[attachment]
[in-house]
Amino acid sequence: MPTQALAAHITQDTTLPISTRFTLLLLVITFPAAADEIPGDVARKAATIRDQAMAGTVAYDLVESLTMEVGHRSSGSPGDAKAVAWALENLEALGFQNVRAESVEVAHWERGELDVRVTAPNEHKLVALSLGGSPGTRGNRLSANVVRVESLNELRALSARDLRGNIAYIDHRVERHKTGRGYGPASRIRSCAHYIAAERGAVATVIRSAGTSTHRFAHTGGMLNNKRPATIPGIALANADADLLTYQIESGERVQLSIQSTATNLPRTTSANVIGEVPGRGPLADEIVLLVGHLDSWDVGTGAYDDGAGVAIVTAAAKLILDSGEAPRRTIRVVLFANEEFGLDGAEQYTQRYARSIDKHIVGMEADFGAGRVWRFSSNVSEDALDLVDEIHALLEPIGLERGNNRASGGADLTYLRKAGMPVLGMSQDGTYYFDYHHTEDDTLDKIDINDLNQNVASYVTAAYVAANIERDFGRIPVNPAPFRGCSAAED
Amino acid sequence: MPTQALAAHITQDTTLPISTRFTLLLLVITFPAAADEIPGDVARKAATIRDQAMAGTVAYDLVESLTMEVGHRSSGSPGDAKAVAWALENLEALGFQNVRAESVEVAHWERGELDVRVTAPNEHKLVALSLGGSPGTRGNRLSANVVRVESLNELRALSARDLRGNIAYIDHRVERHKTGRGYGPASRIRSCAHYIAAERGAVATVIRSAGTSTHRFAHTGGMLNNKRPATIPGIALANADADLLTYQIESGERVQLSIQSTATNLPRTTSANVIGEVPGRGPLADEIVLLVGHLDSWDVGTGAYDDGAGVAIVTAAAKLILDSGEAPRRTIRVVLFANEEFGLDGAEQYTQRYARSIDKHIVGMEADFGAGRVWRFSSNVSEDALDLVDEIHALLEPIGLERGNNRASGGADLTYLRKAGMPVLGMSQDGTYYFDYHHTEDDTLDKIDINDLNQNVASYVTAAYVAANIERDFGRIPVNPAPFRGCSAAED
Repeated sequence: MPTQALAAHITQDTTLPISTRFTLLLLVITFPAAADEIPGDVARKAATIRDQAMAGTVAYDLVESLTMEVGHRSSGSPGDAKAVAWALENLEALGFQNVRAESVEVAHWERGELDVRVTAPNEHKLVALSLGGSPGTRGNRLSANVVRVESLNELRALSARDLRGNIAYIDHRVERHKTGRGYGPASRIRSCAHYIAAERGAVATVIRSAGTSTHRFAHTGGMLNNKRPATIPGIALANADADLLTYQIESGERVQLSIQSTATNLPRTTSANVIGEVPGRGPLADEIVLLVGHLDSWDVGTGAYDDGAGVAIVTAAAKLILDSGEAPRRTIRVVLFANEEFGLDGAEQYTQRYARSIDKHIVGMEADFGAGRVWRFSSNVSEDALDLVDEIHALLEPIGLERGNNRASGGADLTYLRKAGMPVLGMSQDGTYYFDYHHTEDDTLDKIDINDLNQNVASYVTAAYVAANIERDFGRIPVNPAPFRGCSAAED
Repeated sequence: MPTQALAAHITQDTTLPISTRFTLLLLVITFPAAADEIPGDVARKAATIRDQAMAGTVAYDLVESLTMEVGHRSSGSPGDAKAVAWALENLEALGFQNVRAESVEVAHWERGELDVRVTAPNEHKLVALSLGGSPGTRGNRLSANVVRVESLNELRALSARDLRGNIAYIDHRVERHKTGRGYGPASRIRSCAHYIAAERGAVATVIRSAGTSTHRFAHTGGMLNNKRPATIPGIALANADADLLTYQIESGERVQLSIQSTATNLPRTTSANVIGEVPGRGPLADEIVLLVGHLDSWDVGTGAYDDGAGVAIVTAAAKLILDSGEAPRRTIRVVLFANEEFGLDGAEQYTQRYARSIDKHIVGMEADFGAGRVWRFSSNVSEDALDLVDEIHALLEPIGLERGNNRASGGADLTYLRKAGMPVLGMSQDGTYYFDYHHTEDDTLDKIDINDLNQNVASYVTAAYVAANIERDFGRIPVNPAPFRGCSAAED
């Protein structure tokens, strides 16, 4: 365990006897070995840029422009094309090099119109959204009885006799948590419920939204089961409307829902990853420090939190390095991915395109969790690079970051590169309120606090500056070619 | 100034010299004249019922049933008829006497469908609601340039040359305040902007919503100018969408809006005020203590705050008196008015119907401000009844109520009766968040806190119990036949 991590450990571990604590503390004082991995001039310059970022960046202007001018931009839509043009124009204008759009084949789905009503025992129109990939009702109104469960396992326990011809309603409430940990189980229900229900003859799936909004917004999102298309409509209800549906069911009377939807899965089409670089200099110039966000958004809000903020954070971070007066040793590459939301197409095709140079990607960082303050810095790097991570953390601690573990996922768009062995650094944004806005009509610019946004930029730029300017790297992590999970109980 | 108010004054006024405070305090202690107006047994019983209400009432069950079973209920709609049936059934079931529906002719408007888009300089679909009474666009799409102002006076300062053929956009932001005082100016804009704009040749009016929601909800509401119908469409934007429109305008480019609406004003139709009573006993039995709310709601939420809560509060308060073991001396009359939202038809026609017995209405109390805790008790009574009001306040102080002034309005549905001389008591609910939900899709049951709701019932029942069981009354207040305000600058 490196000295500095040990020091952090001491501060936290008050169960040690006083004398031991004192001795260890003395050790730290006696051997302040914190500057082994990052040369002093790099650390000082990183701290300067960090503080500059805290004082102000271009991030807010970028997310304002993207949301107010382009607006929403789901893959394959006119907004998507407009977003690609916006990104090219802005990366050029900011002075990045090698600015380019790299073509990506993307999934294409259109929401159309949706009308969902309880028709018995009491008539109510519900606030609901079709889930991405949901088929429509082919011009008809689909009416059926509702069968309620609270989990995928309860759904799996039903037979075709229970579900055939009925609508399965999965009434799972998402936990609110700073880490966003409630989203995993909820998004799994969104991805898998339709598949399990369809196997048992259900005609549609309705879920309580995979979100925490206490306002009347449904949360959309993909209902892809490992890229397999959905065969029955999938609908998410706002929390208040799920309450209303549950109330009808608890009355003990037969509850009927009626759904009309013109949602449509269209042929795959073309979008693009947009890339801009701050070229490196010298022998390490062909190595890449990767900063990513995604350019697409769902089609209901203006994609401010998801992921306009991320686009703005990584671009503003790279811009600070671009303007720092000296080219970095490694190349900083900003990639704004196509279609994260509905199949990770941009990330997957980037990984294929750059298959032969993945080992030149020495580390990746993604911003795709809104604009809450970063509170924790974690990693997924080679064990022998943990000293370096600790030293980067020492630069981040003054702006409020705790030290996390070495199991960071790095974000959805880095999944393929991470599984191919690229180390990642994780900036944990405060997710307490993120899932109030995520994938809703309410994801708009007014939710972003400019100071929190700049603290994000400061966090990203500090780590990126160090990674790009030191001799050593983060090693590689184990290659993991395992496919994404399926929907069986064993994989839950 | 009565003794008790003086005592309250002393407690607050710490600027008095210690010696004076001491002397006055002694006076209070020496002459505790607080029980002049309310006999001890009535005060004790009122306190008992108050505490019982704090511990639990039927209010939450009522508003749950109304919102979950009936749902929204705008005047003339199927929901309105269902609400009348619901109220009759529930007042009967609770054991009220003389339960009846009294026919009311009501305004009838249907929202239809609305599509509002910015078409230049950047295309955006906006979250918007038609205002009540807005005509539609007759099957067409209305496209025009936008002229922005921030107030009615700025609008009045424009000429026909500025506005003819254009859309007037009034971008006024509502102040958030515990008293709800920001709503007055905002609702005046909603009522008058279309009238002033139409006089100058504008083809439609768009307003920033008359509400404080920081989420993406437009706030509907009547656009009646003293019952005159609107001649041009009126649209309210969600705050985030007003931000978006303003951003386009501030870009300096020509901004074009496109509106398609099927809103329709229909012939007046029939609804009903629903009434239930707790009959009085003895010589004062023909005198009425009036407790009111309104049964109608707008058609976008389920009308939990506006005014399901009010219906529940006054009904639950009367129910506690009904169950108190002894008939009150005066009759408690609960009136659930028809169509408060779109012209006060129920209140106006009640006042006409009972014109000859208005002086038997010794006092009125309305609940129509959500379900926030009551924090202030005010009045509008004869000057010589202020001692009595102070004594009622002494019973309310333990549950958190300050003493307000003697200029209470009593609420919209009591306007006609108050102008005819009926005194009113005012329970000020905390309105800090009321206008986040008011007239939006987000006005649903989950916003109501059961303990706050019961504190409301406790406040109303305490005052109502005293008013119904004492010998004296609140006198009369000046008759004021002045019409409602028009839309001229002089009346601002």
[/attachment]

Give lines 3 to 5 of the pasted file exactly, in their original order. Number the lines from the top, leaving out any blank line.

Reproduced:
Amino acid sequence: MPTQALAAHITQDTTLPISTRFTLLLLVITFPAAADEIPGDVARKAATIRDQAMAGTVAYDLVESLTMEVGHRSSGSPGDAKAVAWALENLEALGFQNVRAESVEVAHWERGELDVRVTAPNEHKLVALSLGGSPGTRGNRLSANVVRVESLNELRALSARDLRGNIAYIDHRVERHKTGRGYGPASRIRSCAHYIAAERGAVATVIRSAGTSTHRFAHTGGMLNNKRPATIPGIALANADADLLTYQIESGERVQLSIQSTATNLPRTTSANVIGEVPGRGPLADEIVLLVGHLDSWDVGTGAYDDGAGVAIVTAAAKLILDSGEAPRRTIRVVLFANEEFGLDGAEQYTQRYARSIDKHIVGMEADFGAGRVWRFSSNVSEDALDLVDEIHALLEPIGLERGNNRASGGADLTYLRKAGMPVLGMSQDGTYYFDYHHTEDDTLDKIDINDLNQNVASYVTAAYVAANIERDFGRIPVNPAPFRGCSAAED
Repeated sequence: MPTQALAAHITQDTTLPISTRFTLLLLVITFPAAADEIPGDVARKAATIRDQAMAGTVAYDLVESLTMEVGHRSSGSPGDAKAVAWALENLEALGFQNVRAESVEVAHWERGELDVRVTAPNEHKLVALSLGGSPGTRGNRLSANVVRVESLNELRALSARDLRGNIAYIDHRVERHKTGRGYGPASRIRSCAHYIAAERGAVATVIRSAGTSTHRFAHTGGMLNNKRPATIPGIALANADADLLTYQIESGERVQLSIQSTATNLPRTTSANVIGEVPGRGPLADEIVLLVGHLDSWDVGTGAYDDGAGVAIVTAAAKLILDSGEAPRRTIRVVLFANEEFGLDGAEQYTQRYARSIDKHIVGMEADFGAGRVWRFSSNVSEDALDLVDEIHALLEPIGLERGNNRASGGADLTYLRKAGMPVLGMSQDGTYYFDYHHTEDDTLDKIDINDLNQNVASYVTAAYVAANIERDFGRIPVNPAPFRGCSAAED
Repeated sequence: MPTQALAAHITQDTTLPISTRFTLLLLVITFPAAADEIPGDVARKAATIRDQAMAGTVAYDLVESLTMEVGHRSSGSPGDAKAVAWALENLEALGFQNVRAESVEVAHWERGELDVRVTAPNEHKLVALSLGGSPGTRGNRLSANVVRVESLNELRALSARDLRGNIAYIDHRVERHKTGRGYGPASRIRSCAHYIAAERGAVATVIRSAGTSTHRFAHTGGMLNNKRPATIPGIALANADADLLTYQIESGERVQLSIQSTATNLPRTTSANVIGEVPGRGPLADEIVLLVGHLDSWDVGTGAYDDGAGVAIVTAAAKLILDSGEAPRRTIRVVLFANEEFGLDGAEQYTQRYARSIDKHIVGMEADFGAGRVWRFSSNVSEDALDLVDEIHALLEPIGLERGNNRASGGADLTYLRKAGMPVLGMSQDGTYYFDYHHTEDDTLDKIDINDLNQNVASYVTAAYVAANIERDFGRIPVNPAPFRGCSAAED